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I doing a lot of dgemm calls to compute

C = A*B

The matrices are fairly small i.e. C might have 1000 rows and less than 200 columns. Typically I do

- Store A in row major form.
- Store B in column major form
- Choose C have 56 columns.
- Make sure everything is aligned.

Believing this leads to a good performance. In fact I can control how many columns C has so I could make 64 or 128 for instance. So now my questions are:

- What is optimal blocking i.e. how many columns in C is optimal? Can the blocking be determined algorithmicly
- How should I formulate the matrix multiplication so MKL can work directly with the data, so the overhead of buffer management etc. is avoided?

Your documentation does not seem to answer such questions. Well, I might have overlooked something.

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GEMM in MKL has already employed data blocking, prefetching, and many other more advanced performance optimization techniques. In most cases, you just call DGEMM with the original matrices and you should get far better performance than rolling your own matrix multiplication. One problem with rolling your own solution is that it's not likely to be portable. For example, when you move your code to another archetecture with different cache sizes, or when you change from single precision to double precision, or change the number of threads, etc., then you will have to block data differently.

If you do observe that calling GEMM on your matrices does not work as fast as you want, then please share with us your measured performance, your expectation, and your system configuration info. We will investigate to see if this is a performance bug.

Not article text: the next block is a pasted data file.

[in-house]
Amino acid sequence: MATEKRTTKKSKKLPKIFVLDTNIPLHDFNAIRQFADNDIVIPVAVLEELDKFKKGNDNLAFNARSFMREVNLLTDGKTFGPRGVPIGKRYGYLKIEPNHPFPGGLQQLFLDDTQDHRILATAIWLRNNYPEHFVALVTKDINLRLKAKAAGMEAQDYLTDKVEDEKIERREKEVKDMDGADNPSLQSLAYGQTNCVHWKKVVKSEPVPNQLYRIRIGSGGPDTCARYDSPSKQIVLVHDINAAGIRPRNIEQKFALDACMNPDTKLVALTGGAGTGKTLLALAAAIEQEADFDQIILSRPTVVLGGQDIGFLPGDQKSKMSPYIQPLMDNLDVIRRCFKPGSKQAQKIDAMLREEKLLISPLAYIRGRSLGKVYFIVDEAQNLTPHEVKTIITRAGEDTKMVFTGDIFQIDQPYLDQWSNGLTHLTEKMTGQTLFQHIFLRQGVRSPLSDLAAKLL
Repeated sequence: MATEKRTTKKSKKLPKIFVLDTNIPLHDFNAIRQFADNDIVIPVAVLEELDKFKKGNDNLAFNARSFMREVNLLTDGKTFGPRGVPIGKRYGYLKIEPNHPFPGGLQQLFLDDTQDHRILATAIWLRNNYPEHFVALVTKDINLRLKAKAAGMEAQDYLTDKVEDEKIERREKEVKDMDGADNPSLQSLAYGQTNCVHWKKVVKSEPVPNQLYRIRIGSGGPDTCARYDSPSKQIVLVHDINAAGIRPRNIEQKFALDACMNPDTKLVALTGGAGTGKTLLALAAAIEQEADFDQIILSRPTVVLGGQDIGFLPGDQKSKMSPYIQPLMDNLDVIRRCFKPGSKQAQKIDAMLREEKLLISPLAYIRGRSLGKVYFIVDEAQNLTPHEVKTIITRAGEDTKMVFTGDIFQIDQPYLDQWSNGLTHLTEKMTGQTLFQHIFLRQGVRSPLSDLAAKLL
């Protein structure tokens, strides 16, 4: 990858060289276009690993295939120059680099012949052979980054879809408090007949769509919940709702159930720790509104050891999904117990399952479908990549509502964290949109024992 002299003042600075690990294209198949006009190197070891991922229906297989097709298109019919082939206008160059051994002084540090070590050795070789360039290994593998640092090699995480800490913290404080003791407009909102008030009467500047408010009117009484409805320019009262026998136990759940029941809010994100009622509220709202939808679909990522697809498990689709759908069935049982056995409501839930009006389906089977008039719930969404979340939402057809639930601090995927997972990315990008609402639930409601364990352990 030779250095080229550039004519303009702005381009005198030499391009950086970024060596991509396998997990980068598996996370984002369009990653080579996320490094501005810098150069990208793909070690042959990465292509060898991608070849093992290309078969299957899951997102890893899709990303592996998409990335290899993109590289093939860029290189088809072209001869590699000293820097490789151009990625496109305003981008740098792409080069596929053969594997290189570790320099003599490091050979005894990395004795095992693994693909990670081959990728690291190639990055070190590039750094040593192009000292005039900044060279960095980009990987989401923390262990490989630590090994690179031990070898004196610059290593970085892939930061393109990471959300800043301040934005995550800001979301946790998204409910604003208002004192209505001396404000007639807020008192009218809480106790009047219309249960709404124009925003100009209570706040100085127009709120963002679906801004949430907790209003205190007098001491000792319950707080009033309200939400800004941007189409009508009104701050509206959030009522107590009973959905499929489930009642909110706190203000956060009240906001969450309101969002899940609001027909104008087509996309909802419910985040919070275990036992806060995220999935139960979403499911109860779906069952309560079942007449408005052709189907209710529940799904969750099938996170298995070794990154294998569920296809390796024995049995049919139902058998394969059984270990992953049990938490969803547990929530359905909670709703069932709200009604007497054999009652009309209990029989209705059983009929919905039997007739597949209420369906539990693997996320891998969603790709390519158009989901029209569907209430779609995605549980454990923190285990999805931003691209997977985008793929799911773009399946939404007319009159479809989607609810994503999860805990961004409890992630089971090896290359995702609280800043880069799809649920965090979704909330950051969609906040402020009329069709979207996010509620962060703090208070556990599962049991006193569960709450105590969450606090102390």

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I just wanted wanted some insights into how I got the best performance out MKL if my matrices are smallish and I can determine size myself.

My conclusion from what you say is that it is hard to say in general. In particular it cannot be determined algroithmically so I can adapt my code on runtime to inner workings of MKL. I guess I have to do some expriments with MKL if I want to know.

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Please do let us know the results of your experiments. We believe MKL is optimized for a wide range of matrix sizes, across all supported systems. If your results indicate the performance isn't as good as we'd expect for a particular range of sizes, then we will get it fixed.

erling_andersen wrote:

I just wanted wanted some insights into how I got the best performance out MKL if my matrices are smallish and I can determine size myself.

My conclusion from what you say is that it is hard to say in general. In particular it cannot be determined algroithmically so I can adapt my code on runtime to inner workings of MKL. I guess I have to do some expriments with MKL if I want to know.

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Will do.

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